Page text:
The New Testament canon is based on Catholic authority, not on the text of the Bible itself.
The rule of faith for Protestants is sola Scriptura. This belief holds that only Scripture is a final, infallible authority for the Christian: thus excluding the Church and Sacred Tradition as equally infallible authorities. Catholics and Protestants and Orthodox all happily agree that Holy Scripture is inspired. That’s not at issue.
The “conundrum” for Protestants, given their adherence to sola Scriptura, however, is how to “get” to Holy Scripture in the first place. The Bible never lists all of its own books (though there are indications of some of them, as we shall see). Thus, the Protestant is forced (rather frustratingly for them!) to a position where a major exception must be made for the sola Scriptura principle. The very Bible itself; it’s own contents and what it is, must be ultimately derived from what Protestants call an “unbiblical” or “extrabiblical” tradition: the authority of the early (Catholic) Church.
Prominent Presbyterian radio teacher R. C. Sproul has famously described this awkward scenario as “a fallible collection of infallible books.” He notes that some Protestants believe that there was a special protection of divine providence and the Holy Spirit in the very human, historical process of determining the canon. He grants the possibility of mistakes in the selection of books, yet he himself is confident that the right ones were selected.
It’s a very strange exception to the rule of usually confident Protestants, proclaiming that all their beliefs are “biblical” whereas so many Catholic doctrines supposedly contradict Scripture.
As a sort of thought-experiment, though, let’s see how much Scripture says about it’s own books. Some contend that when Jesus referred to “the law of Moses and the prophets and the psalms” (Lk 24:44, RSV), that this was a synonym for the 39-book Old Testament canon (minus the deuterocanon). We know that the Jews have categorized their Bible in a threefold sense of “Law, prophets, and writings.” That may very well be Jesus’ meaning.
More technically or specifically, we know that Jesus directly cited 24 Old Testament books, and that the New Testament cited from the “Protestant 39” all books except Ezra, Nehemiah, Esther, Ecclesiastes, and the Song of Solomon. But we shall grant for the sake of argument that Jesus recognized 39 books of the canon as understood by the Jews, apart from the seven disputed books of what Protestants call the “Apocrypha.”
It still remains, however, to determine the 27 New Testament books by the Bible itself. This is a much more difficult matter indeed. Protestants argue that the reference to St. Paul’s writings in 2 Peter 3:16 (“all his letters” and calling them “scriptures”) bears witness to his fourteen letters.
The problem, though, is that Peter doesn’t name the letters. There could have been more around than there are now. Paul himself refers to an earlier letter to the Corinthians, in his first epistle to them that we have in our Bibles (1 Cor 5:9). There may also have been a letter of his to the Laodiceans (see Col 4:16).
Or at the time of writing, Peter (even though his second epistle seems to have been written after all or most of Paul’s letters) may not have been aware of all the Pauline epistles that the Church at length decided to include in the New Testament. We simply don’t know. It’s pure speculation.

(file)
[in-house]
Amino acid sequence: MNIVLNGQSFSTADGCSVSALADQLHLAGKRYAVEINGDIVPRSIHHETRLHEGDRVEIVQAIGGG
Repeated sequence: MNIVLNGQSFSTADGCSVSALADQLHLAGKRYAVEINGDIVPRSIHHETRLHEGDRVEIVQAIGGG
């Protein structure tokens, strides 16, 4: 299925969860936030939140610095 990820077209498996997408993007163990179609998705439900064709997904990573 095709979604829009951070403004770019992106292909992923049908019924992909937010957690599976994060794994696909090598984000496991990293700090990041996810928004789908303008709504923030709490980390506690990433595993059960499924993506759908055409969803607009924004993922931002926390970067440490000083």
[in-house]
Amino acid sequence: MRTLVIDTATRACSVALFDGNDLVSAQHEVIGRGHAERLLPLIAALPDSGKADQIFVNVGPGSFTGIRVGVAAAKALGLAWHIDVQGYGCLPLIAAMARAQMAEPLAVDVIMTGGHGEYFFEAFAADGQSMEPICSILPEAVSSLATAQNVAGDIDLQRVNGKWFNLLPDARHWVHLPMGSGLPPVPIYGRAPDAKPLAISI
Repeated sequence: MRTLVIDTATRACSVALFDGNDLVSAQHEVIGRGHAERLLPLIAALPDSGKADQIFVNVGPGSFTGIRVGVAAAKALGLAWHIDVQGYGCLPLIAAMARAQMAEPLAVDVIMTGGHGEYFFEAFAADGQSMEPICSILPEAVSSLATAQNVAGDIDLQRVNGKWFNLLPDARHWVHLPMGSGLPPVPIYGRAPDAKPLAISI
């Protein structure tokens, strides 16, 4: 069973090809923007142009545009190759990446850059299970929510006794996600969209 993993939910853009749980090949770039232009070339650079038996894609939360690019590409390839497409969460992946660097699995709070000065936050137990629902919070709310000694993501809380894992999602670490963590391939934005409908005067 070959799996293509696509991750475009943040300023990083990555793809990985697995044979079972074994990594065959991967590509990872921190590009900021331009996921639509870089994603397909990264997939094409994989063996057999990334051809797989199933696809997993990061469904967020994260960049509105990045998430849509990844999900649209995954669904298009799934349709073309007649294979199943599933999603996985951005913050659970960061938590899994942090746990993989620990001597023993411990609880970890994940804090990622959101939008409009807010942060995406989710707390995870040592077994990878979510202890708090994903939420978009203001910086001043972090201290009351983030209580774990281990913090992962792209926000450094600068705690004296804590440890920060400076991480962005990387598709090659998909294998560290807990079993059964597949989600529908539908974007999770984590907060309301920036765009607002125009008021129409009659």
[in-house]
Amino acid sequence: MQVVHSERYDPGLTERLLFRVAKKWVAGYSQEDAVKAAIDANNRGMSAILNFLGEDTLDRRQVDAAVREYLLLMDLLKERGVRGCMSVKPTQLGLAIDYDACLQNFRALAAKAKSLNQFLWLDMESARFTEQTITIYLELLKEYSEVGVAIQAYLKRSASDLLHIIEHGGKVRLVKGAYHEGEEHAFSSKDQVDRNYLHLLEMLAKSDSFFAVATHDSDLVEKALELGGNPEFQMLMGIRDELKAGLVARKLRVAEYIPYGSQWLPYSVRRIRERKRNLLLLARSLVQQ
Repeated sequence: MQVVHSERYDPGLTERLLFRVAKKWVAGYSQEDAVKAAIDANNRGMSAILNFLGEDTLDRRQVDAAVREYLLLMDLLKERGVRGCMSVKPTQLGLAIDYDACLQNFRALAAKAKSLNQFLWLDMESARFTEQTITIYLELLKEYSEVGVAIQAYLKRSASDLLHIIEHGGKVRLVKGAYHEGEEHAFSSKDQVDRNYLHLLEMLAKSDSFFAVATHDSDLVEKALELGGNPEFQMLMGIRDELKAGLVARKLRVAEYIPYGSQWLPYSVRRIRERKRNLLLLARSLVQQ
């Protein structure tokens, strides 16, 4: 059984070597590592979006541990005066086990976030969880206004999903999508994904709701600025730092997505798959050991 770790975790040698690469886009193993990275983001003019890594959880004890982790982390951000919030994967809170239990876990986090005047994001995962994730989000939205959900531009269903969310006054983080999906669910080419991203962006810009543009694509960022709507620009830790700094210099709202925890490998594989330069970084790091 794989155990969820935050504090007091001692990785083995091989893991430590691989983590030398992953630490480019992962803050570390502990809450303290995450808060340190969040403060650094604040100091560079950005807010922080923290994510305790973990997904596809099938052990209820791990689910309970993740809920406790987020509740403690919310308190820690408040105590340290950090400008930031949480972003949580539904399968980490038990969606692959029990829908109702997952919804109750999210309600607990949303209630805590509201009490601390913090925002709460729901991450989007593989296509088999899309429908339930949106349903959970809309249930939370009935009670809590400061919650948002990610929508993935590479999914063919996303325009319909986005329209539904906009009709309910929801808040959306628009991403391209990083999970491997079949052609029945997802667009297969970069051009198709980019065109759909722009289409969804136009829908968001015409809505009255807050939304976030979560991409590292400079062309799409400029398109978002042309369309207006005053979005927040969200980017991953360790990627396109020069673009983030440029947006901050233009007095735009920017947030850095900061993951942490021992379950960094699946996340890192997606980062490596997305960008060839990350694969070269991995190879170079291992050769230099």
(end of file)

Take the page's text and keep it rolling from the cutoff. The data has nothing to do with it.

What we do know is that there were many “anomalies” as to the biblical books in the early Church. So, for example, the apostolic father St. Justin Martyr (d. 165) either didn’t cite or didn’t accept the canonicity of Philippians and 1 Timothy. He and St. Polycarp (d. 155) had the same view of 2 Timothy, Titus, and Philemon. Polycarp knew the apostle John.
We also know that St. Athanasius is the first known person to name all 27 New Testament books that are accepted today, in the year 367 AD: about eight biblical generations after the death of Jesus. Therefore, no one that we know of had the knowledge of all 27 of those books being part of the Bible, before 367.
Numerous books were disputed up until the fourth century: notably, Hebrews, James, Revelation, 2 and 3 John, and Jude, and also including 2 Peter: the very book that is cited as corroborating the Pauline corpus. The 1910 Catholic Encyclopedia, in its article on the “Epistles of St. Peter” chronicles the uncertainty about this book in the early Church:
In the first two centuries there is not in the Apostolic Fathers and other ecclesiastical writers, if we except Theophilus of Antioch (180), a single quotation properly so called from this Epistle . . . In the Western Church there is not explicit testimony in favour of the canonicity and Apostolicity of this Epistle until the middle of the fourth century. Tertullian and Cyprian do not mention it, . . . Eusebius of Caesarea (340), while personally accepting II Peter as authentic and canonical, nevertheless classes it among the disputed works (antilegomena), . . . St. John Chrysostom does not speak of it, . . .
One has to assume the unbiblical tradition that St. Peter's letters are Scripture, in order for them to (vaguely) attest to St. Paul's letters. Even after granting the book’s canonicity, we still don’t know for sure which Pauline books St. Peter was referring to, so this doesn’t solve the uniquely Protestant problem of a “Bible-determined canon.”
1 Timothy 5:18 appears to cite the Gospel of Matthew and call it “scripture.” That takes the argument a little further. But it will always be incomplete, by its very nature.
By sola Scriptura reasoning alone, Protestants should be radically uncertain as to the New Testament canon. But of course they do accept this canon, and it’s based on Catholic authority (fourth-century councils). Maybe they can be persuaded to like more Catholic traditions in due course. If the canon of the Bible is a “good” tradition, then maybe many other Catholic traditions are good, too!